I have chosen Azure Service Bus instead of RabbitMQ for production environment just to show you that in development environment you can use a message broker on-premise (even though Azure Service Bus works on-premise as well) and also because I’m more familiarized with Azure Service Bus and I think it’s more robust than RabbitMQ, but you can work with RabbitMQ in production environments as well if you want it, it’s a great product.

Another thing that I want to note is that Duber Website is not inside a docker container and it’s not deployed like a microservice, because usually a website doesn’t require processing data or has business logic, sometimes, having a few instances to manage them with a Load Balancer is enough, so that’s why doesn’t make sense treat the frontend as a microservice, even though you can deploy it as a Docker container, that’s useful, but in this case, it just will be an Azure Web Site.

Orchestrators and why Azure Service Fabric?

One of the biggest challenges that you need to deal with when you’re working with a microservice-based application is complexity. Of course, if you have just a couple of microservices probably it won’t be a big deal, but with dozens or hundreds of types and thousands of instances of microservices it could be a very complex problem, for sure. It’s not just about building your microservice architecture, you need to manage the resources efficiently, you also need high availability, addressability, resiliency, health, and diagnostics if you intend to have a stable and cohesive system, that’s why we’re going to need an orchestrator to tackle those problems.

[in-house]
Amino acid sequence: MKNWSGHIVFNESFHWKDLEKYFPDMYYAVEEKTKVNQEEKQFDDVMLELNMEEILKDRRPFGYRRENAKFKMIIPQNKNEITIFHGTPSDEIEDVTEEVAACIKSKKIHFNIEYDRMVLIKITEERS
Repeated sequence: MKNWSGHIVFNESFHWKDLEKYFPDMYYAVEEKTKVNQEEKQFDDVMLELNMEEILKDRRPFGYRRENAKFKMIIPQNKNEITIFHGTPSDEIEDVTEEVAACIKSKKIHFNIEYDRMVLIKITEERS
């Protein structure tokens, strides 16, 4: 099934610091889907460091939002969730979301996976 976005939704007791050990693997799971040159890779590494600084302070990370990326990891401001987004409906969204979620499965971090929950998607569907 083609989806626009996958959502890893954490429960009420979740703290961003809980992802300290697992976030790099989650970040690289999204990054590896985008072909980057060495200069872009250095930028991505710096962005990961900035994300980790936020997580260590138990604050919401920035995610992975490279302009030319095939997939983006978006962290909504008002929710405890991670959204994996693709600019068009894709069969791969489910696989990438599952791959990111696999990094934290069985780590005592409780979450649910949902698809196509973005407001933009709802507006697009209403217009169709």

The idea of using an orchestrator is to get rid of those infrastructure challenges and focus only on solving business problems, if we can do that, we will have a worthwhile microservice architecture. There are a few microservice-oriented platforms that help us to reduce and deal with this complexity, so we’re going to take a look at them and pick one, in this case, Azure Service Fabric will be the chosen one, but before that, we’re going to explain a couple of terms that I introduced you earlier, such as Clusters and Nodes, because I think they are the building block of orchestrators due to they enable concepts like high availability, addressability, resiliency, etc. so it’s important to have them clear. By the way, they are pretty simple to understand.

  • Node: could be a virtual or physical machine which lives inside of a cluster.